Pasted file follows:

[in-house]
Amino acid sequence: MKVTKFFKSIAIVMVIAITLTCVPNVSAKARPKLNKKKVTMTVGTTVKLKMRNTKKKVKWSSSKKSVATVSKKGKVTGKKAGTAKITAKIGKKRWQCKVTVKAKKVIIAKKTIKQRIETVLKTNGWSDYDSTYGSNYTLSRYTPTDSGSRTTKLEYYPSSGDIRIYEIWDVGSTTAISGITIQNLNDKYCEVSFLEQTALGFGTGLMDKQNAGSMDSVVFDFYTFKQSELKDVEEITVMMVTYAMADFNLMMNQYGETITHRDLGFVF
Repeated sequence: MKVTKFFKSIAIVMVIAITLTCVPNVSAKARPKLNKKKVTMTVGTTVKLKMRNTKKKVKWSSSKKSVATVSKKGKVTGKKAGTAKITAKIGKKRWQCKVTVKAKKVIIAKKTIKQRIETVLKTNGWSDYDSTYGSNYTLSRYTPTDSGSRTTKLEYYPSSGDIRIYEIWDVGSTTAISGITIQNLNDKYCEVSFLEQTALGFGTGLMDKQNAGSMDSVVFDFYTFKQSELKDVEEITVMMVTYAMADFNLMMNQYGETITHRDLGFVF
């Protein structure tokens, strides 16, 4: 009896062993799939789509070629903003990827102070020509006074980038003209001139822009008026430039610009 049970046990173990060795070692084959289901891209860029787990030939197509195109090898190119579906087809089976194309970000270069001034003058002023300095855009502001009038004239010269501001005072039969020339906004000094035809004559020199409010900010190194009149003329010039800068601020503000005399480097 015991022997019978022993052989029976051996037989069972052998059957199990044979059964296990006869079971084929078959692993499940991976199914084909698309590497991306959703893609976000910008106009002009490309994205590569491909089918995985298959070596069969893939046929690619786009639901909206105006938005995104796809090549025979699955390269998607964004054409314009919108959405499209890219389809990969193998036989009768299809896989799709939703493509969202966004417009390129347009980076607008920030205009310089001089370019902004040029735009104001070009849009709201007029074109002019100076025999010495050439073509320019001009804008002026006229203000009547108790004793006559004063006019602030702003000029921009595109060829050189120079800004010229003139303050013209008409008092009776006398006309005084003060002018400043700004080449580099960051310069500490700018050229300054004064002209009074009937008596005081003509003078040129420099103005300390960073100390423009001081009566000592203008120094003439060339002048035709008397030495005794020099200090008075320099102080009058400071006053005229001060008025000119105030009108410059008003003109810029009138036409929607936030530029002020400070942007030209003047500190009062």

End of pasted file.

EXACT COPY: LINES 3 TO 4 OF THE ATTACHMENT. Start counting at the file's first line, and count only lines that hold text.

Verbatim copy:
Repeated sequence: MKVTKFFKSIAIVMVIAITLTCVPNVSAKARPKLNKKKVTMTVGTTVKLKMRNTKKKVKWSSSKKSVATVSKKGKVTGKKAGTAKITAKIGKKRWQCKVTVKAKKVIIAKKTIKQRIETVLKTNGWSDYDSTYGSNYTLSRYTPTDSGSRTTKLEYYPSSGDIRIYEIWDVGSTTAISGITIQNLNDKYCEVSFLEQTALGFGTGLMDKQNAGSMDSVVFDFYTFKQSELKDVEEITVMMVTYAMADFNLMMNQYGETITHRDLGFVF
């Protein structure tokens, strides 16, 4: 009896062993799939789509070629903003990827102070020509006074980038003209001139822009008026430039610009 049970046990173990060795070692084959289901891209860029787990030939197509195109090898190119579906087809089976194309970000270069001034003058002023300095855009502001009038004239010269501001005072039969020339906004000094035809004559020199409010900010190194009149003329010039800068601020503000005399480097 015991022997019978022993052989029976051996037989069972052998059957199990044979059964296990006869079971084929078959692993499940991976199914084909698309590497991306959703893609976000910008106009002009490309994205590569491909089918995985298959070596069969893939046929690619786009639901909206105006938005995104796809090549025979699955390269998607964004054409314009919108959405499209890219389809990969193998036989009768299809896989799709939703493509969202966004417009390129347009980076607008920030205009310089001089370019902004040029735009104001070009849009709201007029074109002019100076025999010495050439073509320019001009804008002026006229203000009547108790004793006559004063006019602030702003000029921009595109060829050189120079800004010229003139303050013209008409008092009776006398006309005084003060002018400043700004080449580099960051310069500490700018050229300054004064002209009074009937008596005081003509003078040129420099103005300390960073100390423009001081009566000592203008120094003439060339002048035709008397030495005794020099200090008075320099102080009058400071006053005229001060008025000119105030009108410059008003003109810029009138036409929607936030530029002020400070942007030209003047500190009062």